Online Encyclopedia


Online Encyclopedia
Originally appearing in Volume V18, Page 87 of the 1911 Encyclopedia Britannica.
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MELACONITE, a mineral consisting of cupric oxide, CuO, and known also as black copper ore. In appearance it is strikingly different from cuprite (q.v.) or red copper ore, which is cuprous oxide. Crystals are rare; they belong to the mono-clinic, or possibly to the anorthic system, and have the form of thin triangular or hexagonal scales with a steel-grey colour and brilliant metallic lustre. More often the mineral is massive, earthy or pulverulent, and has a dull iron-black colour. Hence the name melaconite, from the Greek ĀµEras, black and rthvis, dust, which was originally given by F. S. Beudant in 1832 in the form melaconise. The crystallized Vesuvian mineral was later named tenorite, a name commonly adopted for the species. The hardness of the crystals is 3-4, but the earthy and powdery forms readily soil the fingers; the spec. gray. is 5.9. Crystals have been found only at Mt Vesuvius, where they encrust lava, and in Cornwall. The other forms of the mineral, however, are common in copper mines, and have resulted by the alteration`' of chalcocite, chalcopyrite and other copper ores, on which they often form a superficial coating. (L. J. S.)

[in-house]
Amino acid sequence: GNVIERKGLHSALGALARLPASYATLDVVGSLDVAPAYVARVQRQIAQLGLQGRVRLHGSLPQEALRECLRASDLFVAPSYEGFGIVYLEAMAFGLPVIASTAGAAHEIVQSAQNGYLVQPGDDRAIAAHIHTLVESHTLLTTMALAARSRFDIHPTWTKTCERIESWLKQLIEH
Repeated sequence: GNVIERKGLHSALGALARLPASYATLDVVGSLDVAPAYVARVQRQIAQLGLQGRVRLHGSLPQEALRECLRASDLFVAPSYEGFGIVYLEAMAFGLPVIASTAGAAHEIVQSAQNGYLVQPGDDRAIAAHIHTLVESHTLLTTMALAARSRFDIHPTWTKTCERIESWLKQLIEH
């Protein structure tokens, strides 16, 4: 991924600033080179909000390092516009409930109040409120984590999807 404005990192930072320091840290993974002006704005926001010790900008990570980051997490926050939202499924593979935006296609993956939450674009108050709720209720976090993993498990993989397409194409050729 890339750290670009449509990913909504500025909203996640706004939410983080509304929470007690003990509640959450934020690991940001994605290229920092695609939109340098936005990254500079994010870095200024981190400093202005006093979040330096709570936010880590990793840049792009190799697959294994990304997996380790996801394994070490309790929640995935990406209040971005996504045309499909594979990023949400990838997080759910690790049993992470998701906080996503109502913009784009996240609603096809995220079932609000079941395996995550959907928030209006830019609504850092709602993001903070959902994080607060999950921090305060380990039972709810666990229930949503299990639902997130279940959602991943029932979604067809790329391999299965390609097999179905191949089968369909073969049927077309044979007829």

End of Article: MELACONITE
POMPONIUS MELA (ft. c. A.D. 43)

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